It would seem, therefore, that the question of movement is always on the table, however dormant or inoperative in a given setting; though its visibility and potential efficacy may be only a part of the story. As he states in the interview, moving from “the territoriality of the working class to its mobility” is thus not simply a belated conceptual shift, an alternative standpoint on the part of theoreticians of the workers’ movement, but a strategic advance against the longstanding counterattack mounted by multinational capital. While one of Gambino’s central concerns has been reframing the field of possibility of workers, the collective “underground or overground streams of unrest” that continue to call into question the prevailing organization of work, his multinational orientation to this history and subjectivity serves as a novel intervention in Marxist scholarship, and Italian workerism in particular, emphasizing these lines of contact and action. Over the last five decades, this has illuminated a number of different pathways forward.8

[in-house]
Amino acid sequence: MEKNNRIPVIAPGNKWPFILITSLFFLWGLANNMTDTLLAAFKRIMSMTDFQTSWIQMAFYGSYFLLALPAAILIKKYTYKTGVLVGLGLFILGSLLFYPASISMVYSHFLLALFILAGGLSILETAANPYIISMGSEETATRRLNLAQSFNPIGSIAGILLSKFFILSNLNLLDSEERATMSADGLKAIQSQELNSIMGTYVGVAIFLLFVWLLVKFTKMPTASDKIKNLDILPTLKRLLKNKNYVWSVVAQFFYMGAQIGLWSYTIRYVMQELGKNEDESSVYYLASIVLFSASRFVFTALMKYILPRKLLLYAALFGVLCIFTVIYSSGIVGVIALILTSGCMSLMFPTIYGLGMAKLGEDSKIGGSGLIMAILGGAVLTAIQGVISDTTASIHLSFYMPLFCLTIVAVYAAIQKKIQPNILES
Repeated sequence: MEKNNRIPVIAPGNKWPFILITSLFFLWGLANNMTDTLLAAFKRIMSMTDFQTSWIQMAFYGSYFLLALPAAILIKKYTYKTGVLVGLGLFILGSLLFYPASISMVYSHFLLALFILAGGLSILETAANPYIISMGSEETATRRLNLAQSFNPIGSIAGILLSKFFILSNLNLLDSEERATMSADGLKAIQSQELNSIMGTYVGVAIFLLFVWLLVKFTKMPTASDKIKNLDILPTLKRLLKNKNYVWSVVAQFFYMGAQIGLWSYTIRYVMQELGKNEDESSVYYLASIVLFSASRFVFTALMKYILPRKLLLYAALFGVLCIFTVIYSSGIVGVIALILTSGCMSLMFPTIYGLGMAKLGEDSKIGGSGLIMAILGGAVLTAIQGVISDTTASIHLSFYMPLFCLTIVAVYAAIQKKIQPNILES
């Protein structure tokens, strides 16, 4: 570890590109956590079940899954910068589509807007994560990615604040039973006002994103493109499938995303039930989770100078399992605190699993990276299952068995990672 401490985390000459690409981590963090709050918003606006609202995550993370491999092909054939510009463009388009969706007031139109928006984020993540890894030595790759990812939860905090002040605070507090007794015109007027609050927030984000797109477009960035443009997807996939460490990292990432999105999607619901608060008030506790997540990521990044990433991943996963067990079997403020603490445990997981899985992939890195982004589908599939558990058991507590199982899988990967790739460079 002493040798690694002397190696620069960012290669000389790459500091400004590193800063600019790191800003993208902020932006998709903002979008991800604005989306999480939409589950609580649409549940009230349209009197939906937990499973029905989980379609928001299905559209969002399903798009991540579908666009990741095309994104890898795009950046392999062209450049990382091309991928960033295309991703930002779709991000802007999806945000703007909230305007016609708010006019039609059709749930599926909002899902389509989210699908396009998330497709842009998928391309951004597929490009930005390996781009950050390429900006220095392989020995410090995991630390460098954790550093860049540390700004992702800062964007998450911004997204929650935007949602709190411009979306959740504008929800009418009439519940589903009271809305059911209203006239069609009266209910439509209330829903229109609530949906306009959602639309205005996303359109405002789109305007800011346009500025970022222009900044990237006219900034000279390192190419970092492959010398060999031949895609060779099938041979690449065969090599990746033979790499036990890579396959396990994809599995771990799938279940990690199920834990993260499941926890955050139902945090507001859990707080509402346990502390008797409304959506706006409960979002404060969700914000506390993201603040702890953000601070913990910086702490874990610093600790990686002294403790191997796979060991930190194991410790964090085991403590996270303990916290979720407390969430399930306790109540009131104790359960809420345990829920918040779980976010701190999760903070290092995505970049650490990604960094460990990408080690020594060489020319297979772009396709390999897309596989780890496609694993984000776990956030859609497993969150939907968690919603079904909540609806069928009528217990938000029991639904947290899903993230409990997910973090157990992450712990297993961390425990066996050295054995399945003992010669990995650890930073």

It is no secret that the economic and political command of migrant labor is today, just as it came to be for Gambino in the 1970s, of paramount concern. This theme is present, for instance, in his investigation of shopfloor dynamics at British Ford Motor Company plants during the 1960s and 1970s, where resistance to speed-ups and the disciplinary hierarchy of the wage took the form of insubordination among West-Indian migrants. It also appears in Gambino’s more recent work on the interconnection of labor regimes in firms like Apple and Foxconn today -- where the demand for coltan mining has ensured that the history of electronics in China will be “written in letters of blood in Africa.” Gambino has extended his focus on the latter domain to questions around the ecological contradictions of capitalism. As shown by his work in co-translating the book Dying for an iPhone (Morire per un iPhone), Gambino holds open the prospect that a real limit to these mechanisms of human and environmental degradations might one day be imposed from below.9